Grilled Mussels Recipe

Grilled Mussels

The Spruce / Danielle Moore

Prep: 10 mins
Cook: 3 mins
Total: 13 mins
Serving: 1 serving
Yield: 1/2 pound
Nutrition Facts (per serving)
390 Calories
10g Fat
17g Carbs
54g Protein
Show Full Nutrition Label Hide Full Nutrition Label
Nutrition Facts
Servings: 1
Amount per serving
Calories 390
% Daily Value*
Total Fat 10g 13%
Saturated Fat 2g 10%
Cholesterol 127mg 42%
Sodium 837mg 36%
Total Carbohydrate 17g 6%
Dietary Fiber 0g 0%
Protein 54g
Vitamin C 31mg 154%
Calcium 75mg 6%
Iron 15mg 85%
Potassium 608mg 13%
*The % Daily Value (DV) tells you how much a nutrient in a food serving contributes to a daily diet. 2,000 calories a day is used for general nutrition advice.
(Nutrition information is calculated using an ingredient database and should be considered an estimate.)

Grilling may be the very easiest and tastier way to cook mussels, and the dish in itself is a beauty to present at the table. Because it's ready in minutes, this makes a great appetizer for a grilled dinner; your guests can enjoy the mussels with a glass of white wine while you cook the rest of the dishes. Our simple recipe enhances the natural flavor of mussels. Optional pepper and flat-leaf parsley help the salty ocean brine come through, but just grilling them by themselves makes an exceptional dish.

Depending on how many people you're trying to feed and how many mussels you have on hand, you may need to cook them in batches. An average kettle-style grill can hold about 3 pounds of mussels at a time.​ When you're serving mussels as an appetizer, think about how many other appetizers you'll serve. If you're planning 1 or 2 other appetizers before dinner, about 1/4 pound of mussels per person will do, that's 4 to 6 medium mussels. If mussels are the only appetizer, go with 1/2 pound per person. But you may want to prepare a couple of extra pounds just to be safe, as these are really tasty and hard to stop eating! As a main, these mussels are heavenly with garlic fries or crusty bread for a delicious appetizer.

“Grilling mussels is a game-changer! If you love mussels but hate hauling out the pot to steam them in or cleaning up afterward, this cooking method is for you. The mussels come out moist and delicious with no mess in your kitchen. Add some corn on the cob to the grill and dinner is made” —Joan Velush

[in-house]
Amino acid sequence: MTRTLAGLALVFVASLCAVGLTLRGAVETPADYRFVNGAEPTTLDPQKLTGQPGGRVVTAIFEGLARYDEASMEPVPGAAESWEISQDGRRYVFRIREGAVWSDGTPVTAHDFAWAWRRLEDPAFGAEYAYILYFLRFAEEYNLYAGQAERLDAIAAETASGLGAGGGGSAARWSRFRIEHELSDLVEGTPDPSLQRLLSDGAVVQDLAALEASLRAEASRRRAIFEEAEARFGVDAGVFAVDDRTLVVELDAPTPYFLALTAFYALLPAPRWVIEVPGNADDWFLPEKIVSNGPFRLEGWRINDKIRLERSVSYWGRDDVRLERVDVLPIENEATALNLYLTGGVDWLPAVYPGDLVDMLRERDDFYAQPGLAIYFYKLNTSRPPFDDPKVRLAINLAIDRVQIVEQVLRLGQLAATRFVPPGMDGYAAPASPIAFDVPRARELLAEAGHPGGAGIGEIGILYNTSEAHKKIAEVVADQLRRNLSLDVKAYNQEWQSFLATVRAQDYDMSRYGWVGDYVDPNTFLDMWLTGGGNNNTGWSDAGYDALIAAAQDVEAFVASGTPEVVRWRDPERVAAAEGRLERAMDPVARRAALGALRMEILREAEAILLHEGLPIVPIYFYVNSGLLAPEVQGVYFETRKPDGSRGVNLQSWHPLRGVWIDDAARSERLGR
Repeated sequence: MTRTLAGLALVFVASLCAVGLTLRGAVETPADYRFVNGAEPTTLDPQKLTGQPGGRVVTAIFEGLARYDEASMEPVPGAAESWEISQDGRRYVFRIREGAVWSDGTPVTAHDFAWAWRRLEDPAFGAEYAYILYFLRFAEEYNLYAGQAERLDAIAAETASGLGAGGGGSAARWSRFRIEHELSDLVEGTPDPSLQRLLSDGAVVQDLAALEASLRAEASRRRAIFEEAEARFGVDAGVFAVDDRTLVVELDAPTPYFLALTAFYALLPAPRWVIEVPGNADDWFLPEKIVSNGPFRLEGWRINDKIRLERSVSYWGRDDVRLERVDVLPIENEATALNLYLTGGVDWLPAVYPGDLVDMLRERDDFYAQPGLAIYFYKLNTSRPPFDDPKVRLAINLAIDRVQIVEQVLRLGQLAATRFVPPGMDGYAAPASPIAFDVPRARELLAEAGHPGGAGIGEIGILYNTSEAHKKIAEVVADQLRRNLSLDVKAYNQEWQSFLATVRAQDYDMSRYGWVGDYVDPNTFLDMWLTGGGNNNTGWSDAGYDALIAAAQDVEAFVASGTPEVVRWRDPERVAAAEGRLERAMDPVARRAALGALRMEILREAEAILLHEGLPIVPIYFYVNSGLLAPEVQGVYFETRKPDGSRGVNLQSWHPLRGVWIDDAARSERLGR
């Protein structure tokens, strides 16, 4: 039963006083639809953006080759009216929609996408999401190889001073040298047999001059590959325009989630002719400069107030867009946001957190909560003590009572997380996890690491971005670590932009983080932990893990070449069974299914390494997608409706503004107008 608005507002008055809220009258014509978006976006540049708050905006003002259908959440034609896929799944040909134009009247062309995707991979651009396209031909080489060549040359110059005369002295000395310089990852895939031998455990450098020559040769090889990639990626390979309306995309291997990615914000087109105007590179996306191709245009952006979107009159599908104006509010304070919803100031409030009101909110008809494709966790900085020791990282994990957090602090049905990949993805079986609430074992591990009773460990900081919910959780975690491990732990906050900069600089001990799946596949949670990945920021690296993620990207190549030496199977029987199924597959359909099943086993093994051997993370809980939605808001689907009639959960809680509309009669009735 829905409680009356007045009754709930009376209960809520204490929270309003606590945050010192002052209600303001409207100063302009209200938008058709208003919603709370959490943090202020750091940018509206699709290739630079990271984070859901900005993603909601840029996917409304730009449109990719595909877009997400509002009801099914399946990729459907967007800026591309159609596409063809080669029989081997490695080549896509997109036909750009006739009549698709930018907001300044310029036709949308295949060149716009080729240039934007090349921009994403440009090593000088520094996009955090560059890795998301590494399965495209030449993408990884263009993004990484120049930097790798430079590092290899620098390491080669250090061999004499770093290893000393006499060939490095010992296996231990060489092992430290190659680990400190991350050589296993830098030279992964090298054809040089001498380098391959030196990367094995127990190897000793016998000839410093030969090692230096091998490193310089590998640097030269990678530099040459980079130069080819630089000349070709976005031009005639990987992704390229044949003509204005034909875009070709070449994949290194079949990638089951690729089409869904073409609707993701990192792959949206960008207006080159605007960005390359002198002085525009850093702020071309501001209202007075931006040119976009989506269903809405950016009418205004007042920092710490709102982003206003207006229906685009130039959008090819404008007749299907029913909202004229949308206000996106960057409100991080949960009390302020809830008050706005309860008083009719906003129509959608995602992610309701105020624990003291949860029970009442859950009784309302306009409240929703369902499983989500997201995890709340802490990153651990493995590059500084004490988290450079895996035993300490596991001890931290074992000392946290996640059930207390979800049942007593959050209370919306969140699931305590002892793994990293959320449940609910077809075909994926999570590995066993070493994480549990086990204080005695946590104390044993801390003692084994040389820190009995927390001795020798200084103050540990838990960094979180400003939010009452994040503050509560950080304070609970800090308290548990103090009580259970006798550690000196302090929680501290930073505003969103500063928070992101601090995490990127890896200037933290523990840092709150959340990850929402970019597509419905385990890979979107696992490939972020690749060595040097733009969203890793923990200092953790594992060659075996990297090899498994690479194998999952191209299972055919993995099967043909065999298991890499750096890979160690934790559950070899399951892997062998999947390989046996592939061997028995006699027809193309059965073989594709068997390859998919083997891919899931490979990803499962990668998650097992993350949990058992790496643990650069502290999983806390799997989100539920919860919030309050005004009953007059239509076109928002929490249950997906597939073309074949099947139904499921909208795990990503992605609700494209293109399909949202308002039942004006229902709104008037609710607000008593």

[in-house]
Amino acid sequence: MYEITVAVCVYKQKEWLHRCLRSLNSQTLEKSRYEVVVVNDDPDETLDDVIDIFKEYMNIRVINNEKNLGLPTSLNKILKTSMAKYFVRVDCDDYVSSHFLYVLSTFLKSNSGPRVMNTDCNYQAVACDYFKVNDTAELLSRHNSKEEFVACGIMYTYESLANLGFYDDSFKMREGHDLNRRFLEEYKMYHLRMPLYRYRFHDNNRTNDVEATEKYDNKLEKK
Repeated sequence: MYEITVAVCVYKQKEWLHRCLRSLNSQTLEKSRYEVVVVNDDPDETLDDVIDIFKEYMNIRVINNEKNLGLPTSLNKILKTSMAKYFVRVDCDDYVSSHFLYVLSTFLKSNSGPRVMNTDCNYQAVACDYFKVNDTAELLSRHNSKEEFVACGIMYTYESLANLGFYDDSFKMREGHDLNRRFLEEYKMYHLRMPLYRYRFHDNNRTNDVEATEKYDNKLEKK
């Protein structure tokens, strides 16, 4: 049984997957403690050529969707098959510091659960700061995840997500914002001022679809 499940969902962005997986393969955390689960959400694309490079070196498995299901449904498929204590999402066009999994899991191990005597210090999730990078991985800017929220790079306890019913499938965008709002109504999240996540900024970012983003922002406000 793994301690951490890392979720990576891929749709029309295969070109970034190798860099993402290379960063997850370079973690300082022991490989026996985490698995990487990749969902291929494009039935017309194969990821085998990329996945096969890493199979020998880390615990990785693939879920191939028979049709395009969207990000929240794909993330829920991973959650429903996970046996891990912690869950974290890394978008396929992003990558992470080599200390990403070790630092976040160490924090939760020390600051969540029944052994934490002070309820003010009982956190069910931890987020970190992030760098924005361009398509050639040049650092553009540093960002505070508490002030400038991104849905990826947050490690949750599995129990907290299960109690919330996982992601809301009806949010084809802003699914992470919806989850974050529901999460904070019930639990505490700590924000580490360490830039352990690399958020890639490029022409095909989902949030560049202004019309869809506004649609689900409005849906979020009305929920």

Grilled Mussels Recipe/Tester Image
A Note From Our Recipe Tester


  • 1/2 pound mussels (per person) 

  • 1/2 teaspoon freshly ground black pepper, or to taste, optional

  • Minced fresh flat leaf parsley, to taste, optional

Steps to Make It

  1. Gather the ingredients.

    Grilled Mussels ingredients

    The Spruce / Danielle Moore

  2. Prepare a medium-high (400 F to 475 F) gas or charcoal grill fire. While the grill heats, pick over the mussels; throw away any mussels that don't close tightly when you tap on them and remove the beards, if any.

    clean the Mussels

    The Spruce / Danielle Moore

  3. Put the cleaned mussels on the hot grill and cook, covered on a gas grill, until they open, about 2 to 3 minutes.

    mussels on a grill

    The Spruce / Danielle Moore

  4. Use tongs to transfer the hot mussels to a serving platter. If using, add fresh pepper and chopped parsley on top. Serve immediately.

    Grilled Mussels on a platter

    The Spruce / Danielle Moore

Mussels 101

Here's a quick guide for a perfect mussel meal:

  • How many mussels per person? Our ratio calls for 1/2 pound of mussels per person as an appetizer. If the mussels are a main you need 1 pound per person. Depending on the type of mussels, the amount per pound varies from 25 to 30 in a pound of small mussels, 18 to 24 in a pound of medium-sized mussels, and 10 to 15 in a pound of large mussels.
  • How to tell when the mussels are done? Always wait until the mussel opens up, from 3 to 10 minutes, depending on cooking method. Discard the ones that don't. Some people like their mussels just barely cooked, still soft and tender; others prefer mussels grilled until they're almost smoked, with the flesh condensed and almost crispy on the edges. Taste different levels of doneness and decide for yourself, but always wait for the shell to open.
  • What are the hairs on the mussels? If using wild mussels, these might have hairy growths that need to be pulled out with pliers. Mussels sold at fishmongers are farmed, so they don't have highly developed beards.

Flavorful Additions

Dress up your mussels a little with one of our suggestions:

  • Make a melted garlic-butter sauce with 4 ounces salted butter and 1 or 2 cloves of minced garlic. Heat them up in a small saucepan and drizzle over the mussels before serving. 
  • Drizzle hot chili oil right off the grill, or a teaspoon of chili flakes for a spicy version.
  • Serve a simple and fresh take with a spritz of lemon juice and fresh parsley or cilantro.

What Is Medium-High Heat on a Traditional Grill?

Classic grills don't have the fancy thermometers that modern ones do, so aiming for the perfect temperature for your mussels could be a guessing game. Here's what you need to do to achieve the perfect medium-high heat on your traditional grill:

  • You should be able to hold your hand about an inch over the cooking grate for 2 to 3 seconds before pulling it away from the heat. And that's it. That's the temperature that you need for cooking perfect mussels.
  • On a gas grill, you want to achieve 400 to 475 F before putting the mussels on.

No matter the grill you are using, make sure the cooking grate is clean. Although the shells will protect the mussels more than with other foods, food safety should always be your number one priority. If you have guests with shellfish allergies, always grill the mussels last.

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